Eliud Kipchoge:“Now I want the world record”
His greatest achivement so far was his gold medal in the marathon at last year´s Olympic Games.
© SCC EVENTS/PHOTORUN
When writing about Eliud Kipchoge, it is hard to know where to start: with his Olympic victory in Rio? With his “Breaking2” project in Monza? With his fabulous marathon record of six wins in a row? With his first World Championship title fourteen years ago in the 5000m? The 32-year-old Kenyan is the king of marathon runners. He has already secured his spot as one of the greatest long-distance runners of all times.
Eliud Kipchoge is not only a first-class runner; he also reads a lot, has many diverse interests, he contemplates and speaks articulately, and is not a man of many words. Instead, he lets actions speak for themselves. In response to Wilson Kipsang’s announcement that he plans to run between 2:02:20 and 2:02:10 in Berlin, he only replied, “Wilson is a politician. They are good at speaking. He even ran for a seat in the Kenyan parliament, but was not elected. We will see what happens on September 24th. I won’t decide until the last moment how fast I will start out. But I can say this: I want the world record”. He has been training in the same way he did before his “Breaking2” attempt together with runners like Geoffrey Kamworor and Stephen Kiprotich in the Global Sports camp in Kaptagat.
His self-confidence is unshakeable at the moment. If you win seven of your last eight marathons, including the Olympic Marathon in Rio with over a minute lead, you don’t need motivational help. And then there was the “Breaking2” project in May in Monza. Although he missed the big goal to be the first person to run a marathon under two hours—by just 25 seconds—and he had support that he won’t have in Berlin, the long underestimated Kenyan has gained a lot from this experience: “It showed me what the human body is capable of and how we can push our limits if we can break the mental barriers. I ran a pace of 2:50 per kilometre for almost two hours. That will help me in Berlin too”.
Many experts have deliberated about the meaning of the time in Monza for a city marathon. Dutchmen Hans van Dijk and Ron van Megen calculated that a time of 2:00:25 with “normal” pacemakers like you have in a city marathon would equate to a time of 2:02:18. Renowned scientist Ross Tucker thinks it is more like 2:01:40. And what does Eliud Kipchoge think? “I don’t know the basis for these calculations. I also don’t want to participate in speculations. Everyone who has run a marathon knows how many factors play a role. It is no different at the top level”.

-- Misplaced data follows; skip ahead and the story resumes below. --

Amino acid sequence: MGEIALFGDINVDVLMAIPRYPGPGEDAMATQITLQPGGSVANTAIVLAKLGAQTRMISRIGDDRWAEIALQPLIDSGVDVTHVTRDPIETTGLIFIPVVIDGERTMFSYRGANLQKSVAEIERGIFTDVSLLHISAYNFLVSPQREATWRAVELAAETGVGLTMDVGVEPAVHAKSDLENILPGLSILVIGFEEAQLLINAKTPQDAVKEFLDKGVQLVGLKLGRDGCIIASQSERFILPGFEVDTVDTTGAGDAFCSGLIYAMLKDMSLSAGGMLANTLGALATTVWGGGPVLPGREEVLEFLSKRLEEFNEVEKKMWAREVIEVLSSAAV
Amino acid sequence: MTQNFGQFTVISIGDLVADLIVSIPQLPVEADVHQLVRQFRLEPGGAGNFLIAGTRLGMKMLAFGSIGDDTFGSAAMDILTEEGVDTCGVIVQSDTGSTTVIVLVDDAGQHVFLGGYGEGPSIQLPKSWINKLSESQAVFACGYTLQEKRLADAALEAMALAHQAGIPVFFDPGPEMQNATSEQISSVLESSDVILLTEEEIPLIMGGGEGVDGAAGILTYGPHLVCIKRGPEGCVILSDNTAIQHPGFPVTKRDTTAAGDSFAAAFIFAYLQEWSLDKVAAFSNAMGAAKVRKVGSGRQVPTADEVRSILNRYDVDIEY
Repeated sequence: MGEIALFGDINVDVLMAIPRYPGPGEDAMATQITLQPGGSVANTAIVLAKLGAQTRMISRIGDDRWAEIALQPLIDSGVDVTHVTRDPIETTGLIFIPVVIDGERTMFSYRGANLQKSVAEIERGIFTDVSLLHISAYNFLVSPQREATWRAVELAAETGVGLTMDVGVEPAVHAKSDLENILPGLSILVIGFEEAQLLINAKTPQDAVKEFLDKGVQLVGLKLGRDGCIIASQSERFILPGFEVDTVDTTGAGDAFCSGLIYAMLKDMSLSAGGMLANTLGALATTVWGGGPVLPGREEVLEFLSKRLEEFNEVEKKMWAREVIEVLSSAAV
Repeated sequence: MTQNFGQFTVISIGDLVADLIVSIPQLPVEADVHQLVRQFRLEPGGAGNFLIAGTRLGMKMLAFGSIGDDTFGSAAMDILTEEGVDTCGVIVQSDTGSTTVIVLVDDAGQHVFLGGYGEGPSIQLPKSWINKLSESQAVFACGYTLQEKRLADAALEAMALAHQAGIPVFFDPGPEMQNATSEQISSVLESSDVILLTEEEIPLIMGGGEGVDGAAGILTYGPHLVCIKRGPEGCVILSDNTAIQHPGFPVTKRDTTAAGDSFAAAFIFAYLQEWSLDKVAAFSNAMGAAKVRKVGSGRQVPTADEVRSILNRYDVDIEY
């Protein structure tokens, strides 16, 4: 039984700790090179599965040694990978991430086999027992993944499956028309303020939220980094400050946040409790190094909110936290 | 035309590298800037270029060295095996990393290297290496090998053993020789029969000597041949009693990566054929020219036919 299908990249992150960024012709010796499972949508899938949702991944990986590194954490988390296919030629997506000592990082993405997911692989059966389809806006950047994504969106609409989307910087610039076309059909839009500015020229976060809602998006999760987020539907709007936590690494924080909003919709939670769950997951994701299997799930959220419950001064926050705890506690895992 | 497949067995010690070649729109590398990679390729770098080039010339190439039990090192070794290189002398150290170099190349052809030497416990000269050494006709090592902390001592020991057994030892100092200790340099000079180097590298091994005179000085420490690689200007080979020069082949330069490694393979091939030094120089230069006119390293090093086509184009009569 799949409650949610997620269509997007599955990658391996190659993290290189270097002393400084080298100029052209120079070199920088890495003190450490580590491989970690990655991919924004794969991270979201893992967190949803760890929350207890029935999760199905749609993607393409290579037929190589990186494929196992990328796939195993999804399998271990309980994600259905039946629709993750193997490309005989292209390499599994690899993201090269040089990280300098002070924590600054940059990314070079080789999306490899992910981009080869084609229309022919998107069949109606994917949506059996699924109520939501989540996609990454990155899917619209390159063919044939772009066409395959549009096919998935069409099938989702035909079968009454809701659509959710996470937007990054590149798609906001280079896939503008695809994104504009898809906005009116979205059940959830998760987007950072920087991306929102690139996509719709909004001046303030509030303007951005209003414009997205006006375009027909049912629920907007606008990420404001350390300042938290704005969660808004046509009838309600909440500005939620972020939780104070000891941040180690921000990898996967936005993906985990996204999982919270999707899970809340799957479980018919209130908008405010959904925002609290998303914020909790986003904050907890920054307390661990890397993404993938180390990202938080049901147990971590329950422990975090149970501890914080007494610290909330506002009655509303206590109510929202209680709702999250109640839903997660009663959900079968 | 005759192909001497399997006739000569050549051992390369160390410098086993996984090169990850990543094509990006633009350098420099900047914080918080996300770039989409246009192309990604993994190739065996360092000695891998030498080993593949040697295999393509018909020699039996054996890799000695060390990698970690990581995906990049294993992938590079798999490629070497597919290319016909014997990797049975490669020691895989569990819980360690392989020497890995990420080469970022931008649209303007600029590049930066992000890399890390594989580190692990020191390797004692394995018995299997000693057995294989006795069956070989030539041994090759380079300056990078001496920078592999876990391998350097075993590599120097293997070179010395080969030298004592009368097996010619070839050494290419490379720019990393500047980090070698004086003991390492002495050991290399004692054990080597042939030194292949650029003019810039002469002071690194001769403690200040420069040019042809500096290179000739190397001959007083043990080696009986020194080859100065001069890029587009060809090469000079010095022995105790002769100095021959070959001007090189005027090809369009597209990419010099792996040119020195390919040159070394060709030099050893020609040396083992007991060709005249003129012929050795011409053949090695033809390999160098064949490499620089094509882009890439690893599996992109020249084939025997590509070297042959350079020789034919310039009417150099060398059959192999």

A look back. When Eliud Kipchoge triumphed at the World Championships in Paris in 2003, ahead of Kenenisa Bekele and Hicham El Guerrouj, he was still a junior. It was the start of a great career. Until 2012, he ran the 5000m under thirteen minutes every year, ten times in a row. Everything was going as planned—up until the Kenyan did not qualify for the London Olympics. After five World Championships and two Olympic Games, for the first time he was unable to qualify for a major international event. The disappointment was contained, however. He was prepared. “In 2012, I was still number eight in the world in the 5000m. So there was no reason to hang up my running shoes,” he says. “Together with my coach Patrick Sang, I had decided to switch to road racing after the Olympic season anyway. I wanted something new”. Sang, a former steeplechaser, has accompanied Eliud’s career as a trainer and advisor from very beginning.
The two of them are bonded by more than a working relationship. Both of them grew up in the same Nandi neighbourhood Kapsisiywa, and Eliud’s mother was Sang’s preschool teacher. Eliud Kipchoge on Patrick Sang: “He is an excellent trainer. But he is also my friend, my big brother. He is smart and humble. I have learned a lot from him as a person, too”. And Sang on his model student: “There are other athletes who are just as good physically. What raises Eliud above the others is his mental strength. I think he can complete a marathon under two hours and two minutes”.
Ah, the fascinating and repetitive questions about limits. Some experts believe that the two-hour mark will not be broken for fifty or sixty years. Eliud Kipchoge believes that it will happen well before then. “But”, he says, “I am not going to commit to a specific year. If I were to do that I would be putting a brake on the developments, including my own. What I will predict, though, is that in one or two years a time of 2:01 or 2:01:30 will become a reality”. The first step in that direction: Sunday in Berlin.
And what if he becomes the official world-record holder—what next? The answer shoots back: “When I achieve something, I look forward and concentrate on the next goal. Of the marathon majors, I still want Tokyo, Boston and New York, and I also want to take another shot at the two-hour barrier. I learned a lot in Monza. I am now convinced that it is possible under optimal conditions to run a marathon in under two hours. Next time I will know how the body reacts. That will help me”.
By Jürg Wirz, Eldoret/Kenya. Translation by Penny Eifrig
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